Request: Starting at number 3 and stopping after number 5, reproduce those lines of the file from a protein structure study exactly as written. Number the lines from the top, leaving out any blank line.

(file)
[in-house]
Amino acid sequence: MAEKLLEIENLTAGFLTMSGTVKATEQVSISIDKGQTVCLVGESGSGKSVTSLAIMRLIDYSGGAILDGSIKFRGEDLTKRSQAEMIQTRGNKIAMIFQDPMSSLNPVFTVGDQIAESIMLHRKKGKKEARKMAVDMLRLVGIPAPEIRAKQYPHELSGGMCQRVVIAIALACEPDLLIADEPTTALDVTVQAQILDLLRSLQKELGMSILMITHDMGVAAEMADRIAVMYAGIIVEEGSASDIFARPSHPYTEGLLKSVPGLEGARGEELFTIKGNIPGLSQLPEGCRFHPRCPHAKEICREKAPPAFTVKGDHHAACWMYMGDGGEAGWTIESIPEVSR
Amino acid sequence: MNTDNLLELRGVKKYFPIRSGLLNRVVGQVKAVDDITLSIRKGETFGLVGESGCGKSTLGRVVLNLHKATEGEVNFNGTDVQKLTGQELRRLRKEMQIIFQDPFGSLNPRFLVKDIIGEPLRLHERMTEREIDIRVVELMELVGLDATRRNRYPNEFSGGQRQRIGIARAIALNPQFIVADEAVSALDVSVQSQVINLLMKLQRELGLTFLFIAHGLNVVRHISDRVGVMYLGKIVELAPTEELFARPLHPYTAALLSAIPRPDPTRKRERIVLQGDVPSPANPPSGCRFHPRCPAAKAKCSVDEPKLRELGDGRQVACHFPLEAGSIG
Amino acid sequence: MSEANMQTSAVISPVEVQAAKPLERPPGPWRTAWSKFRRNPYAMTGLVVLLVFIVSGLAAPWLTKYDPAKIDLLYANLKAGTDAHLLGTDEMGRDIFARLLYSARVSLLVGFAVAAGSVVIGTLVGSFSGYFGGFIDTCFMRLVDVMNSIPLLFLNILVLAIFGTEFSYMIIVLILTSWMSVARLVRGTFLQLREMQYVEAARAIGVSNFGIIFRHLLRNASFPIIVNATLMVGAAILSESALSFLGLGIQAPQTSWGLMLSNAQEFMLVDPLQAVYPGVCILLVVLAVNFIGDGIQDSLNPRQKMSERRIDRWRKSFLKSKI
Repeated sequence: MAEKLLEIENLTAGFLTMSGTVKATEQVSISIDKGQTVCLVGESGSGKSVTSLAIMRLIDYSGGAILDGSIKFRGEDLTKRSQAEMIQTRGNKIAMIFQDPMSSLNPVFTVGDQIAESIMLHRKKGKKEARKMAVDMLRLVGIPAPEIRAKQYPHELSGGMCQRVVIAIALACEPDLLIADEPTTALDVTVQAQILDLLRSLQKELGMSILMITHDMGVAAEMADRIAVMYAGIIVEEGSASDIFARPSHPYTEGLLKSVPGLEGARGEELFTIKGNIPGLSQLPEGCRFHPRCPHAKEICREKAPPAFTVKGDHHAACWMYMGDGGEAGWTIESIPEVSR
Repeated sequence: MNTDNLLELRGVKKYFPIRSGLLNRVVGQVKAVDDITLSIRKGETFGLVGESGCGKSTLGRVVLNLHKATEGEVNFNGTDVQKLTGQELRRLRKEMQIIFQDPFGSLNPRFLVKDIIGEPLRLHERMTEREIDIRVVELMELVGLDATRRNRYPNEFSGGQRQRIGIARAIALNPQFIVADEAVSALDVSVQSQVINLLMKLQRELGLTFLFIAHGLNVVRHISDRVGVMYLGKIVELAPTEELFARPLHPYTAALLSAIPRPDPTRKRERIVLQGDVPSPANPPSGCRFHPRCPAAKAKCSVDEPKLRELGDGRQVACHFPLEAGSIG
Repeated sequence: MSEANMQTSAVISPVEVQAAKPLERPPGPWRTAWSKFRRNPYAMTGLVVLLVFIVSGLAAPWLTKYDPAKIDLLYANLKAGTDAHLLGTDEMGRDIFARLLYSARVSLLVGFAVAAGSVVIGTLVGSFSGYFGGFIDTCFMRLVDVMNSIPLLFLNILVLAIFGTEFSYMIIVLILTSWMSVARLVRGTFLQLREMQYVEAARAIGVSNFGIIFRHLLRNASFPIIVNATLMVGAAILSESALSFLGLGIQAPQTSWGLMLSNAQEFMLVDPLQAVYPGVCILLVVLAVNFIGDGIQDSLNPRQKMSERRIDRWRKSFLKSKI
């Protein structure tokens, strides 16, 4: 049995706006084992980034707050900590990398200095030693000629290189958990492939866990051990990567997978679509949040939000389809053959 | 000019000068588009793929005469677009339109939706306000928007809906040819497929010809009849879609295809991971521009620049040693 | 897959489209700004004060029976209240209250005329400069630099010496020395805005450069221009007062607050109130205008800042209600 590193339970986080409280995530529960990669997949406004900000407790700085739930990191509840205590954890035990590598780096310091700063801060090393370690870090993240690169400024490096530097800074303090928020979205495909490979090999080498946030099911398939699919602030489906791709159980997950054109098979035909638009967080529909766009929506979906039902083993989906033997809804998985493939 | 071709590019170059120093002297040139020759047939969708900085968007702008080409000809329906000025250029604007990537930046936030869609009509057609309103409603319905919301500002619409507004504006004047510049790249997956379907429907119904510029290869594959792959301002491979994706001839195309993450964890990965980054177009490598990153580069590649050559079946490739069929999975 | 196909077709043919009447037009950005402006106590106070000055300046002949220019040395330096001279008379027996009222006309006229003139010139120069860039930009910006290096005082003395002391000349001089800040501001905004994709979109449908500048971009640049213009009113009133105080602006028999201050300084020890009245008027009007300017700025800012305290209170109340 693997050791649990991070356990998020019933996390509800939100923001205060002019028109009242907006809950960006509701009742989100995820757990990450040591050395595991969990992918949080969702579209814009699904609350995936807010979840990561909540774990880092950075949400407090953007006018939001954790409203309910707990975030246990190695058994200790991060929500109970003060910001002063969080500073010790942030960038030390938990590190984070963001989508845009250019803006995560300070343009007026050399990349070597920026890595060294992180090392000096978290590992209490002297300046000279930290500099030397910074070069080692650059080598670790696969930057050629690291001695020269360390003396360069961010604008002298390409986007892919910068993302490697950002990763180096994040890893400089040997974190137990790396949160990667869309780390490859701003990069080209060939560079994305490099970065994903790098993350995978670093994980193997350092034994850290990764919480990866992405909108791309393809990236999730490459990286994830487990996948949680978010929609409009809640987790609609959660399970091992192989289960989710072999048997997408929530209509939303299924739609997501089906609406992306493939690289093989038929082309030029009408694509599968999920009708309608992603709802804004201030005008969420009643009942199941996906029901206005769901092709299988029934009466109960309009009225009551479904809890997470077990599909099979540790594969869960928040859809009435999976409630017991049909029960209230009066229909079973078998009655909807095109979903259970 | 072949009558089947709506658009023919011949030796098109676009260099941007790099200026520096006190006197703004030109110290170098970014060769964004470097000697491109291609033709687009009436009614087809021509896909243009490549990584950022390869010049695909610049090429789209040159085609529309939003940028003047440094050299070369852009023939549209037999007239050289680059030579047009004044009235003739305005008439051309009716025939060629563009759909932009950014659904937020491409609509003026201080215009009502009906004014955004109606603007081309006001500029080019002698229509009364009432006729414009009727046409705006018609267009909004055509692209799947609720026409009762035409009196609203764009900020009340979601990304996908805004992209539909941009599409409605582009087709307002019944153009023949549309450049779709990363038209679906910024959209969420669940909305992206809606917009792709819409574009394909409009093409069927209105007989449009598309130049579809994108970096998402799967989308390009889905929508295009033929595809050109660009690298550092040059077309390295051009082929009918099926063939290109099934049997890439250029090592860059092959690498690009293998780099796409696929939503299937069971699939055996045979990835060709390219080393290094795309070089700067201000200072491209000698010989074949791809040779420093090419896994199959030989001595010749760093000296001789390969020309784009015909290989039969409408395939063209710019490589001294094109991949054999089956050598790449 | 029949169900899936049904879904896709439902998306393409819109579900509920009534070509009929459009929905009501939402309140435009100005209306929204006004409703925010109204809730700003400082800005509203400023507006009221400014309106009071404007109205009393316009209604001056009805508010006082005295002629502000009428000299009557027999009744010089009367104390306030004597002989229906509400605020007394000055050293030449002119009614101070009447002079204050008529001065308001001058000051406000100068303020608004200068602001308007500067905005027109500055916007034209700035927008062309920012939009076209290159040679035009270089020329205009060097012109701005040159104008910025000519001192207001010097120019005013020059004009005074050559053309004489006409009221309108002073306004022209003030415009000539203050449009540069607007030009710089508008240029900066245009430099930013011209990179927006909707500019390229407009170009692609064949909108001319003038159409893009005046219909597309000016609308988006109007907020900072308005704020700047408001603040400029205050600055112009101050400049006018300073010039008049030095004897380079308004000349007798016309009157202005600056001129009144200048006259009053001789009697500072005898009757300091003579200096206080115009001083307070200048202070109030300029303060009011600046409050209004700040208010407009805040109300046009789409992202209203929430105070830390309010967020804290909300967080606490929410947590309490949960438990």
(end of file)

Amino acid sequence: MNTDNLLELRGVKKYFPIRSGLLNRVVGQVKAVDDITLSIRKGETFGLVGESGCGKSTLGRVVLNLHKATEGEVNFNGTDVQKLTGQELRRLRKEMQIIFQDPFGSLNPRFLVKDIIGEPLRLHERMTEREIDIRVVELMELVGLDATRRNRYPNEFSGGQRQRIGIARAIALNPQFIVADEAVSALDVSVQSQVINLLMKLQRELGLTFLFIAHGLNVVRHISDRVGVMYLGKIVELAPTEELFARPLHPYTAALLSAIPRPDPTRKRERIVLQGDVPSPANPPSGCRFHPRCPAAKAKCSVDEPKLRELGDGRQVACHFPLEAGSIG
Amino acid sequence: MSEANMQTSAVISPVEVQAAKPLERPPGPWRTAWSKFRRNPYAMTGLVVLLVFIVSGLAAPWLTKYDPAKIDLLYANLKAGTDAHLLGTDEMGRDIFARLLYSARVSLLVGFAVAAGSVVIGTLVGSFSGYFGGFIDTCFMRLVDVMNSIPLLFLNILVLAIFGTEFSYMIIVLILTSWMSVARLVRGTFLQLREMQYVEAARAIGVSNFGIIFRHLLRNASFPIIVNATLMVGAAILSESALSFLGLGIQAPQTSWGLMLSNAQEFMLVDPLQAVYPGVCILLVVLAVNFIGDGIQDSLNPRQKMSERRIDRWRKSFLKSKI
Repeated sequence: MAEKLLEIENLTAGFLTMSGTVKATEQVSISIDKGQTVCLVGESGSGKSVTSLAIMRLIDYSGGAILDGSIKFRGEDLTKRSQAEMIQTRGNKIAMIFQDPMSSLNPVFTVGDQIAESIMLHRKKGKKEARKMAVDMLRLVGIPAPEIRAKQYPHELSGGMCQRVVIAIALACEPDLLIADEPTTALDVTVQAQILDLLRSLQKELGMSILMITHDMGVAAEMADRIAVMYAGIIVEEGSASDIFARPSHPYTEGLLKSVPGLEGARGEELFTIKGNIPGLSQLPEGCRFHPRCPHAKEICREKAPPAFTVKGDHHAACWMYMGDGGEAGWTIESIPEVSR